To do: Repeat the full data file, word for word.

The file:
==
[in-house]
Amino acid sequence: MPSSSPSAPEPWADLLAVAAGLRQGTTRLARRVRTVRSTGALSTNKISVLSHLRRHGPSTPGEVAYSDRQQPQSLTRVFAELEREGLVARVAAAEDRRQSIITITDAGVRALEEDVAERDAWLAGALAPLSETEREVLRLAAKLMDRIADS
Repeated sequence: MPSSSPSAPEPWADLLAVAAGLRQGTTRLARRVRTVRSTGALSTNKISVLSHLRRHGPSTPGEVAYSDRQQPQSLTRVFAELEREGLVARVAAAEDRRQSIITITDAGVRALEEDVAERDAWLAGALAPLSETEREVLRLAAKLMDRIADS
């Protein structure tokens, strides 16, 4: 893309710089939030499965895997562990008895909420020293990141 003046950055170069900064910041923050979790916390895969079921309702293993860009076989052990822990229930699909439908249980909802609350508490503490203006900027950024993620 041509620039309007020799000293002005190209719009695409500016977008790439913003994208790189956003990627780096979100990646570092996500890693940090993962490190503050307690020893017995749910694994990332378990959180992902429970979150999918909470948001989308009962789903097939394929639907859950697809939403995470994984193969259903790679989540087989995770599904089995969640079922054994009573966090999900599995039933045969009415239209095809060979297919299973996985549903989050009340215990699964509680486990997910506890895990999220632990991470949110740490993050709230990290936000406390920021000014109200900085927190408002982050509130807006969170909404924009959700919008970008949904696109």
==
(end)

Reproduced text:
[in-house]
Amino acid sequence: MPSSSPSAPEPWADLLAVAAGLRQGTTRLARRVRTVRSTGALSTNKISVLSHLRRHGPSTPGEVAYSDRQQPQSLTRVFAELEREGLVARVAAAEDRRQSIITITDAGVRALEEDVAERDAWLAGALAPLSETEREVLRLAAKLMDRIADS
Repeated sequence: MPSSSPSAPEPWADLLAVAAGLRQGTTRLARRVRTVRSTGALSTNKISVLSHLRRHGPSTPGEVAYSDRQQPQSLTRVFAELEREGLVARVAAAEDRRQSIITITDAGVRALEEDVAERDAWLAGALAPLSETEREVLRLAAKLMDRIADS
């Protein structure tokens, strides 16, 4: 893309710089939030499965895997562990008895909420020293990141 003046950055170069900064910041923050979790916390895969079921309702293993860009076989052990822990229930699909439908249980909802609350508490503490203006900027950024993620 041509620039309007020799000293002005190209719009695409500016977008790439913003994208790189956003990627780096979100990646570092996500890693940090993962490190503050307690020893017995749910694994990332378990959180992902429970979150999918909470948001989308009962789903097939394929639907859950697809939403995470994984193969259903790679989540087989995770599904089995969640079922054994009573966090999900599995039933045969009415239209095809060979297919299973996985549903989050009340215990699964509680486990997910506890895990999220632990991470949110740490993050709230990290936000406390920021000014109200900085927190408002982050509130807006969170909404924009959700919008970008949904696109």